Yesterday it snowed for the first time this season in Montreal.
Like most Sunday mornings, my wife, dog and I were out for our usual walk along the Lachine Canal to our favourite coffee shop. When the snow started to turn to rain, we grabbed a bench under cover outside to drink our coffee and watch the morning develop.
Soon, the sun burst beautifully through the snow/rain clouds. More and more people started to emerge to do what had to be done this Sunday.
First to cross our outdoor observation post was a father who had obviously been tasked with taking his kids for a walk. From our viewpoint, he looked like he wasn’t enjoying the task at all. Perhaps preoccupied with his job or just simply not liking the weather, he trudged ahead of what looked to be a seven year old daughter and five year old son. The two kids nattered away and jumped and slid on whatever remaining snow they could find. If they fell behind their marching Daddy, the older sister dragged her brother back into lockstep. Something she was probably used to doing.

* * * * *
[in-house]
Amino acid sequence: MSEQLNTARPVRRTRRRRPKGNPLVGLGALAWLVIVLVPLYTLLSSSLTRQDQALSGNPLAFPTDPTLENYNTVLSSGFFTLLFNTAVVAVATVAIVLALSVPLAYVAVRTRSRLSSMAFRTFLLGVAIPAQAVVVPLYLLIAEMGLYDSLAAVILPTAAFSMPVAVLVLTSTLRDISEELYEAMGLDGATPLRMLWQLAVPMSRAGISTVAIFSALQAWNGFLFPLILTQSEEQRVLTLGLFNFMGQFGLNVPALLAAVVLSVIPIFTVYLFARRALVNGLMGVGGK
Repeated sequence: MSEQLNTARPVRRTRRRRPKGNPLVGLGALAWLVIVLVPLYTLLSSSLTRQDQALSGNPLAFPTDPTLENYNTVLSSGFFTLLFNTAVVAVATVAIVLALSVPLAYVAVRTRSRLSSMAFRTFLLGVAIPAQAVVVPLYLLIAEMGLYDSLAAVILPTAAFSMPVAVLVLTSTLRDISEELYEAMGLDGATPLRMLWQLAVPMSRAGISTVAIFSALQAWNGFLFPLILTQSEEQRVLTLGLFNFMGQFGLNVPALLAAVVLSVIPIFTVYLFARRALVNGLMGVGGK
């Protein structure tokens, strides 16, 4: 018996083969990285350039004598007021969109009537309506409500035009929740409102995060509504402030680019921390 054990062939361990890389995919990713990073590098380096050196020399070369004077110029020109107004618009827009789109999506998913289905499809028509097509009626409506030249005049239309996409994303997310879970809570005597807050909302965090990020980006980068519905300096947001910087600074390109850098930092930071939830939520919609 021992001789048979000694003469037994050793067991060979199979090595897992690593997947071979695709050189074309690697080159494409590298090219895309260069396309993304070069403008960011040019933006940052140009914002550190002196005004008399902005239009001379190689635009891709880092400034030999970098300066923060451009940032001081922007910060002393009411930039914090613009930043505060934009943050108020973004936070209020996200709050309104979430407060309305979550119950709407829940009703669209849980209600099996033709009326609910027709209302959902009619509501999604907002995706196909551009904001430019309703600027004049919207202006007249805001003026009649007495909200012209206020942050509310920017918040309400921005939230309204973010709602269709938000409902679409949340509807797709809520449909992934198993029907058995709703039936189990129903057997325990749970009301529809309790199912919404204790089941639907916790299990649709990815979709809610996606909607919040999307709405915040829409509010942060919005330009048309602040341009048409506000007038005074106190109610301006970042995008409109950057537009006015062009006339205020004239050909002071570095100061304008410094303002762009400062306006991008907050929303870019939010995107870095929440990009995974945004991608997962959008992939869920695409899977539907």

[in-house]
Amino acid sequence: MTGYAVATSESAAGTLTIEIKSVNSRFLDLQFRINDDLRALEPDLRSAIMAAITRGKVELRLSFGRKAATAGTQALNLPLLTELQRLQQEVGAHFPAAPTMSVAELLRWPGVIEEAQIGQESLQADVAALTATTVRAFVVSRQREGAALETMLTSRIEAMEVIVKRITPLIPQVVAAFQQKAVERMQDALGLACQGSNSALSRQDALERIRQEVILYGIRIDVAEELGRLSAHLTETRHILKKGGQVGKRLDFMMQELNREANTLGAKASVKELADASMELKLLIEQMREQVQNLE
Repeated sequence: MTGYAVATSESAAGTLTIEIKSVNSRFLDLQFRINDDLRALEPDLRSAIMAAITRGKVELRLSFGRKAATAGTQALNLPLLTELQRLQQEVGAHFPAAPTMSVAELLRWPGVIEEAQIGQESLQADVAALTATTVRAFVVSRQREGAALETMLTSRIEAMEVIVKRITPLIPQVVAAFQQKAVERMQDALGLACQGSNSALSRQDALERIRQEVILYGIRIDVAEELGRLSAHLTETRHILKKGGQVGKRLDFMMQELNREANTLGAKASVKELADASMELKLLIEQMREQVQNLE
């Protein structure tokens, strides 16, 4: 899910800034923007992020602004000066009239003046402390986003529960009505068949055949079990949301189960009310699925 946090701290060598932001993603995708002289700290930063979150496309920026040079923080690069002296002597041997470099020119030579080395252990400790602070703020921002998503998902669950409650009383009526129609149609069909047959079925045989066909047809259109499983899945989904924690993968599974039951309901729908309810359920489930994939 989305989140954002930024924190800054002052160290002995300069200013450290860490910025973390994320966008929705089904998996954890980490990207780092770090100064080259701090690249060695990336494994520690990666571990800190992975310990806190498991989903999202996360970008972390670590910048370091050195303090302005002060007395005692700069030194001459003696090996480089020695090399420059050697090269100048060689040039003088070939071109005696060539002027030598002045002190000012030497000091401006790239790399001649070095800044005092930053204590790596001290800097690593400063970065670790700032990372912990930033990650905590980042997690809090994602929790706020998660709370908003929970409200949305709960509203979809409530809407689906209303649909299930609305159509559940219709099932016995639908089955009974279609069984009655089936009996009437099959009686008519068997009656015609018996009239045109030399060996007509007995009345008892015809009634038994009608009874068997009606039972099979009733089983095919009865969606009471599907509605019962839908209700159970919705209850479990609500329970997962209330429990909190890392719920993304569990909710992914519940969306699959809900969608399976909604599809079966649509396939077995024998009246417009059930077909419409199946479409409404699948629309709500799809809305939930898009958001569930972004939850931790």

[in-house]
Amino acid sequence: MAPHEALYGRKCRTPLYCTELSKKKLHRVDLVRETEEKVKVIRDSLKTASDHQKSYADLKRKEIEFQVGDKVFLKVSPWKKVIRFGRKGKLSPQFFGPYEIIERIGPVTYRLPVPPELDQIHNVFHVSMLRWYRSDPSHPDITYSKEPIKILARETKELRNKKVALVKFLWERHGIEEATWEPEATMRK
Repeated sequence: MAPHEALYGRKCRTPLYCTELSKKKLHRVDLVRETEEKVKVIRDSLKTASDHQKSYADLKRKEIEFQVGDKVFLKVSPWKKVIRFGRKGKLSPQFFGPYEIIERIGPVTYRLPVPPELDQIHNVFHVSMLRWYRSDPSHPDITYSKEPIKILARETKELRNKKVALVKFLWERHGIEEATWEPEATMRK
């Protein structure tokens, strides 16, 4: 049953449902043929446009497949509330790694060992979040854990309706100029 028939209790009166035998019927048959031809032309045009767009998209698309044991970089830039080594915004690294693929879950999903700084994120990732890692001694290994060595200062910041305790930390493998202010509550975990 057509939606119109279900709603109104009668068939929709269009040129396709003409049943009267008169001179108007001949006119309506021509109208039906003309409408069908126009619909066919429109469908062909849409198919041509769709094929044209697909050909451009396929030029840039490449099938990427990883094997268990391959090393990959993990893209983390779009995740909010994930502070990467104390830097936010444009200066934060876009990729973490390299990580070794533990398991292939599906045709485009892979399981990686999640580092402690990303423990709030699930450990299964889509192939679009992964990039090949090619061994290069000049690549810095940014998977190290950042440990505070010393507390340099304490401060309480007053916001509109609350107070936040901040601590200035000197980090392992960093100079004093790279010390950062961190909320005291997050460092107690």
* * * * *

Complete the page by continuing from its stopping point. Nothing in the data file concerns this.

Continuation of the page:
We finished our coffee, got up and rounded the corner to the sound of squeals and laughter – both kids and adults. The source of this fun was two young kids chasing their Dad around some benches outside the local library. Snowballs were involved. Dad would tease them then run just far enough away that their mini snowballs could hit him and cause what looked to be serious (faked) pain on his part. Meanwhile Mom followed along behind on their way to the library.
Guess which Dad got a “good job” tap on the shoulder as I passed by.
Happy kids need engaged, big kid fathers. Be the clown of the family in whatever ridiculous way you can. Especially on the weekends when there is time for fun, no school to attend and work can wait. It is a building block of family and child development to explore, learn and laugh together. If fathers take the time and make the effort to simply play with their children as much as possible in the first 8-10 years of their kids lives, the rewards will last a lifetime.
Which Dad are you going to be?